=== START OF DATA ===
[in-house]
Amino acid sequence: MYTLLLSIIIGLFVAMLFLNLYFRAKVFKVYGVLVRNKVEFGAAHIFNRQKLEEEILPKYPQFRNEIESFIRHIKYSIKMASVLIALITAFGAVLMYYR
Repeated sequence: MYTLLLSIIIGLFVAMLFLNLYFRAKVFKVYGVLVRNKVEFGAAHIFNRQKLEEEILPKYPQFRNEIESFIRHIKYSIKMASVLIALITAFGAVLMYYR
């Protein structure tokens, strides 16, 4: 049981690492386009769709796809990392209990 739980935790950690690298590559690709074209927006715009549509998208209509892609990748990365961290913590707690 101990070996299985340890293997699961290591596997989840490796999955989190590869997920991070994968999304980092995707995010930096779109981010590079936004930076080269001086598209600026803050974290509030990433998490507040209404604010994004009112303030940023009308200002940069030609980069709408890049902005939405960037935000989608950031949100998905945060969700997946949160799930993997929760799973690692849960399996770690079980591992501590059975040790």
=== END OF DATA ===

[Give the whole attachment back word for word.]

[in-house]
Amino acid sequence: MYTLLLSIIIGLFVAMLFLNLYFRAKVFKVYGVLVRNKVEFGAAHIFNRQKLEEEILPKYPQFRNEIESFIRHIKYSIKMASVLIALITAFGAVLMYYR
Repeated sequence: MYTLLLSIIIGLFVAMLFLNLYFRAKVFKVYGVLVRNKVEFGAAHIFNRQKLEEEILPKYPQFRNEIESFIRHIKYSIKMASVLIALITAFGAVLMYYR
């Protein structure tokens, strides 16, 4: 049981690492386009769709796809990392209990 739980935790950690690298590559690709074209927006715009549509998208209509892609990748990365961290913590707690 101990070996299985340890293997699961290591596997989840490796999955989190590869997920991070994968999304980092995707995010930096779109981010590079936004930076080269001086598209600026803050974290509030990433998490507040209404604010994004009112303030940023009308200002940069030609980069709408890049902005939405960037935000989608950031949100998905945060969700997946949160799930993997929760799973690692849960399996770690079980591992501590059975040790």